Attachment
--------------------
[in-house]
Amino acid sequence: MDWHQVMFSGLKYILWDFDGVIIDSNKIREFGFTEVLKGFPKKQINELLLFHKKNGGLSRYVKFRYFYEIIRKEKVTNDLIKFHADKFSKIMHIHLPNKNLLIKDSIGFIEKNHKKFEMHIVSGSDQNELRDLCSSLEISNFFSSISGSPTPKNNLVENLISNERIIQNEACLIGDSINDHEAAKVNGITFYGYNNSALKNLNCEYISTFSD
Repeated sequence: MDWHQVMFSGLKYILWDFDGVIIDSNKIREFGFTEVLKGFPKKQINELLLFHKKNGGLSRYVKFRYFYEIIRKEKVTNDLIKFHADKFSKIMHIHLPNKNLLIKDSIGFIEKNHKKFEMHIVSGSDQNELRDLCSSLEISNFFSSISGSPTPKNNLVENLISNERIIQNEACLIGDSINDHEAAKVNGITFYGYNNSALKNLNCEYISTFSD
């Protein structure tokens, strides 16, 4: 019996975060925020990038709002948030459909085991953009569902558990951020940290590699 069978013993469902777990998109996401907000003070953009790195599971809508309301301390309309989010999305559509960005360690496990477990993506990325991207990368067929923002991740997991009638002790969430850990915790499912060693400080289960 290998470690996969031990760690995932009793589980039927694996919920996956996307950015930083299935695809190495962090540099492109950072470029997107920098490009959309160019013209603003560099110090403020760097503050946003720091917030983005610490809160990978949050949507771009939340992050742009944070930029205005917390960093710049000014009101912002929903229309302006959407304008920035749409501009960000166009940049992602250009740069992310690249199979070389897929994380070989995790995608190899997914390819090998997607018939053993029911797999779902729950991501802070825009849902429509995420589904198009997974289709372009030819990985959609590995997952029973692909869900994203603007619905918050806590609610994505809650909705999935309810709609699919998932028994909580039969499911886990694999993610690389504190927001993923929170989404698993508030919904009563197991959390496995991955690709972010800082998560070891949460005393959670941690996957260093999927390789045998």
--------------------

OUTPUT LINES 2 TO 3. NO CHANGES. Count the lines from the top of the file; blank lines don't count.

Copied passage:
Amino acid sequence: MDWHQVMFSGLKYILWDFDGVIIDSNKIREFGFTEVLKGFPKKQINELLLFHKKNGGLSRYVKFRYFYEIIRKEKVTNDLIKFHADKFSKIMHIHLPNKNLLIKDSIGFIEKNHKKFEMHIVSGSDQNELRDLCSSLEISNFFSSISGSPTPKNNLVENLISNERIIQNEACLIGDSINDHEAAKVNGITFYGYNNSALKNLNCEYISTFSD
Repeated sequence: MDWHQVMFSGLKYILWDFDGVIIDSNKIREFGFTEVLKGFPKKQINELLLFHKKNGGLSRYVKFRYFYEIIRKEKVTNDLIKFHADKFSKIMHIHLPNKNLLIKDSIGFIEKNHKKFEMHIVSGSDQNELRDLCSSLEISNFFSSISGSPTPKNNLVENLISNERIIQNEACLIGDSINDHEAAKVNGITFYGYNNSALKNLNCEYISTFSD